Rallied by Yacht Club personnel, a Dunkirk-type flotilla hastened to assist the stricken ship. Included were classy ocean-going yachts, smaller day-sailers, and rough-and-ready fishing boats of all sizes. There were power boats, sailing boats, tiny dinghies, and fifty-ton interisland trading schooners. Even rowing boats were there . . . By the time the first rescue craft got to Bianca C, the fire had spread and intensified. Rumbling explosions echoed from the bowels of the ship, hurling burning debris into the air. And thick, black smoke billowed from the forward end of the liner.
By now the lives of passengers and crew were in jeopardy. As the ship’s lifeboats were lowered, so were rope ladders from the stern, allowing first women and children, and then men, to climb nervously down to the boats and to the Grenadian vessels waiting alongside. Terrified, the passengers were mostly in their nightwear, forced to abandon their possessions. As soon as a boat was filled, it hurried back to dry land, and then set out again.
In all, the operation took about two hours. Throughout, explosions could be heard inside Bianca C, whose metal plates began to glow with the heat inside, while paint melted and peeled off the ship’s sides. Only when all others had been evacuated did Captain Crevaco and his officers abandon ship, but their access to the stern was blocked by flames. They eventually located a rope ladder towards the bow and escaped.
On shore, the authorities had mobilised help of all sorts. The injured were taken to hospital, while volunteers drove the others in cars and taxis to a temporary camp set up by the government. When this was filled, passengers were invited to hotels and private homes, welcomed by the people of St George’s. Meanwhile, as news of the incident spread inland, farmers brought in supplies of fruit and vegetables for the camp, where volunteers staffed an improvised kitchen. Local traders and ordinary people donated food, clothing, and toiletries to the rescued passengers.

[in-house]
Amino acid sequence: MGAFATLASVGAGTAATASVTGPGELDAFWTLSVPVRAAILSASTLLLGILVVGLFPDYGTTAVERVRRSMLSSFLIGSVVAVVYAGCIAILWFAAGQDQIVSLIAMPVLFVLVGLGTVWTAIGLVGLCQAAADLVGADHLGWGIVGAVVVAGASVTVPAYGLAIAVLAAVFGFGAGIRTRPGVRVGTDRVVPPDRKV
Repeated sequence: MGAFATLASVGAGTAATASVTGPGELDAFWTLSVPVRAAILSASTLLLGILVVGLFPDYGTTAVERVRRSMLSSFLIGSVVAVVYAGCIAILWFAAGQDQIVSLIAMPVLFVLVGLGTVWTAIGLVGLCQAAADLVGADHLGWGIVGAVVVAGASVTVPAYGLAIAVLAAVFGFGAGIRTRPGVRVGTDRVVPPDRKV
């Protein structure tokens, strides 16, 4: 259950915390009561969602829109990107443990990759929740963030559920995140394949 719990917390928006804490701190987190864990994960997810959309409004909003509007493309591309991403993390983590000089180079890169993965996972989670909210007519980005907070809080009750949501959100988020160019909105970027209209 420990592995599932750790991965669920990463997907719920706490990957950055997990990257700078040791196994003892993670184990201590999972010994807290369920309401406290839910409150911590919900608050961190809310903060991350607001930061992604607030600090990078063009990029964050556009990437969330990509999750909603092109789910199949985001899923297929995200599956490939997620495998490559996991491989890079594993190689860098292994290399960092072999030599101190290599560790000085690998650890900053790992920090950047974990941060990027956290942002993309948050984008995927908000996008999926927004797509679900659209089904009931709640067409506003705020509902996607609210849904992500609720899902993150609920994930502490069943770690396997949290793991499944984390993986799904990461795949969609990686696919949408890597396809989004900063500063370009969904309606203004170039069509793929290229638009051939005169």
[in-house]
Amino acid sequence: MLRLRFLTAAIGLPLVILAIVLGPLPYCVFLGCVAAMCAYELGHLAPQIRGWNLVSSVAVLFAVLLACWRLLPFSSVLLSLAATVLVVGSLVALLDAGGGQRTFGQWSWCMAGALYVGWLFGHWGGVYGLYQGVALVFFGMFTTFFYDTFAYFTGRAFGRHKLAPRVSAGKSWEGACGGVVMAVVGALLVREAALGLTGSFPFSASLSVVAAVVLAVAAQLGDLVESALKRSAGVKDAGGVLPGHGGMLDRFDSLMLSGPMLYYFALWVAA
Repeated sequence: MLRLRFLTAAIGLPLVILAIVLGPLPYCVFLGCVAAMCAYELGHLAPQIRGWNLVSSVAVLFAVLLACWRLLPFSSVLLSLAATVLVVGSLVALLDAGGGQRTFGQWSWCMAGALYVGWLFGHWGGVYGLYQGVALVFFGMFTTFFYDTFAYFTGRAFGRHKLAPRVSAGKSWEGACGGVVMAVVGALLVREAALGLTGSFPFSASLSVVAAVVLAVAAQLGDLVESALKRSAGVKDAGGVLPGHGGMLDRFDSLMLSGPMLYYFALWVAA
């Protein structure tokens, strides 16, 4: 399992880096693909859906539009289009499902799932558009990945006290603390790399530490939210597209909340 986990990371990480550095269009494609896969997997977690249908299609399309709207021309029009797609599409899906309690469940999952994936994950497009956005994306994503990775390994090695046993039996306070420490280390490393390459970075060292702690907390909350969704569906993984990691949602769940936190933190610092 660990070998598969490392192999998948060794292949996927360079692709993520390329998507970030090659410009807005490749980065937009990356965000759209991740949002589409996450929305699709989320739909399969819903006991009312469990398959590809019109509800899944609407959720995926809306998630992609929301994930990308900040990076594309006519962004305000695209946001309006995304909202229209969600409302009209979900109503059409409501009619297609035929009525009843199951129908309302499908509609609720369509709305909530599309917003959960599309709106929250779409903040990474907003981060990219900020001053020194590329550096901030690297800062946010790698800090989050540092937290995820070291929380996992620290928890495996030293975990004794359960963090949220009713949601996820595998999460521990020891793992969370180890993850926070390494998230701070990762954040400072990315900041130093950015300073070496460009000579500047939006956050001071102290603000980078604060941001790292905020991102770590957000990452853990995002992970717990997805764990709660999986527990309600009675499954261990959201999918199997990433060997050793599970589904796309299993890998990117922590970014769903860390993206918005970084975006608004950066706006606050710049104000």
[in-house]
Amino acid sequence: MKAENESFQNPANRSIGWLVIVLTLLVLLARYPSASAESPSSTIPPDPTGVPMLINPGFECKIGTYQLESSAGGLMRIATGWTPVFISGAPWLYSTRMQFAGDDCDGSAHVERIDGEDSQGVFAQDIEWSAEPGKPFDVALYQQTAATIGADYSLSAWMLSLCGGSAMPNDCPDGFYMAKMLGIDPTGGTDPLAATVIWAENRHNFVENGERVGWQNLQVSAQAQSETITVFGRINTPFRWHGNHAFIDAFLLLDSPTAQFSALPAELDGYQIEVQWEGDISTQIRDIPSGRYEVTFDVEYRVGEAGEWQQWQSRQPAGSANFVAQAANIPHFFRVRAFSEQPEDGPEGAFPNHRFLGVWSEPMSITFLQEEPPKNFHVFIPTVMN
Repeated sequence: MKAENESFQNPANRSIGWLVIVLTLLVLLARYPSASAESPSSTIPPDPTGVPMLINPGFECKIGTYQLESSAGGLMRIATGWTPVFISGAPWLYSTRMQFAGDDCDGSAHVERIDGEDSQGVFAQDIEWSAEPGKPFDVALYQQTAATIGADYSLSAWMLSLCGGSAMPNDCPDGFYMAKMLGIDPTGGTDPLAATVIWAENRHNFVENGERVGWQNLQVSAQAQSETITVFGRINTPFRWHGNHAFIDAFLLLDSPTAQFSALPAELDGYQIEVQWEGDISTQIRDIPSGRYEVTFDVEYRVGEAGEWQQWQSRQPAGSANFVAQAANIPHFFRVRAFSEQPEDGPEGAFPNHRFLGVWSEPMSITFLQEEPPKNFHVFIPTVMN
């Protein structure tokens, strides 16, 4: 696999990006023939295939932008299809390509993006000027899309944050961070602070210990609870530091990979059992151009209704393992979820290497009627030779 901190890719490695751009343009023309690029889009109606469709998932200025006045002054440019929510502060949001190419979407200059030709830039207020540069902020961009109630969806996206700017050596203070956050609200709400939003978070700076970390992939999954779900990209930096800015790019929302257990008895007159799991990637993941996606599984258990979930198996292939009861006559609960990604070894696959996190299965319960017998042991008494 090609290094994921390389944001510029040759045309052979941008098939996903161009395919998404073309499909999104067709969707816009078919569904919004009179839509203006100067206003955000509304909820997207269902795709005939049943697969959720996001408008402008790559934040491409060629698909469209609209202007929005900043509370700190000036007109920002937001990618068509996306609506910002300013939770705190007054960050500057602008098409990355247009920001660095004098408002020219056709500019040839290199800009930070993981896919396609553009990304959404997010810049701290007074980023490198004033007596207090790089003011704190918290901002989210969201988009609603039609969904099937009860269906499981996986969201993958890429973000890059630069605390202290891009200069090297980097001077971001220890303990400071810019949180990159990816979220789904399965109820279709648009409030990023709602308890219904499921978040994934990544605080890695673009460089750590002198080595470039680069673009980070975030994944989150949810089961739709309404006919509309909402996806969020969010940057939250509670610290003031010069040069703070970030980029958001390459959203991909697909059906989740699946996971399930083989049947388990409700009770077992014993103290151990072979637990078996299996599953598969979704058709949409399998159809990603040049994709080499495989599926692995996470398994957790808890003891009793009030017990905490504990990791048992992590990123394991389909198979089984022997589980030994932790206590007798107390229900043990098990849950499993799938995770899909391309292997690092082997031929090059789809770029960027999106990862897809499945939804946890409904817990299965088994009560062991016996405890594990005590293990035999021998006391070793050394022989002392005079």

The Bianca C, meanwhile, continued to smoulder, raising the risk of the ship sinking and blocking the harbour entrance. The authorities wanted to have the stricken vessel towed clear, and a British Navy frigate, the Londonderry, was summoned from Puerto Rico. After an inspection of the liner, tow cables were attached, and the frigate began to pull the Bianca C out to sea. The plan was to beach the ship on a reef, to await salvage, but events were to conspire against this. With a jammed rudder and buffeted by strong winds, the liner was listing dangerously. Suddenly the towing cable snapped. Alister Hughes wrote: “Before the Londonderry could run another cable, Bianca C was seen to hesitate momentarily. Then amid shooting gusts of hissing steam, she slipped under the surface, stern-first, into some twenty fathoms of water. The time was noon, exactly.”
With the end of the ship came the realisation that the rescue of the crew and passengers had been almost miraculous. If the explosion had occurred out at sea, the outcome could have been very different. After another week as guests in Grenada, the 670 passengers and crew were picked up and transported safely to Italy. As a token of its gratitude to the island, the Costa Line presented Grenada with a life-size replica of the Christ of the Deep, the submerged Italian statue that is supposed to protect all mariners. It now stands proudly on the Carenage in St George’s, a powerful symbol of human solidarity.
As for the unfortunate Bianca C, it is now one of the Caribbean’s most celebrated dive sites, the rusting wreck home to a plethora of tropical fish species and coral. Fifty-five years on, the “Titanic of the Caribbean” continues to exert a melancholic fascination.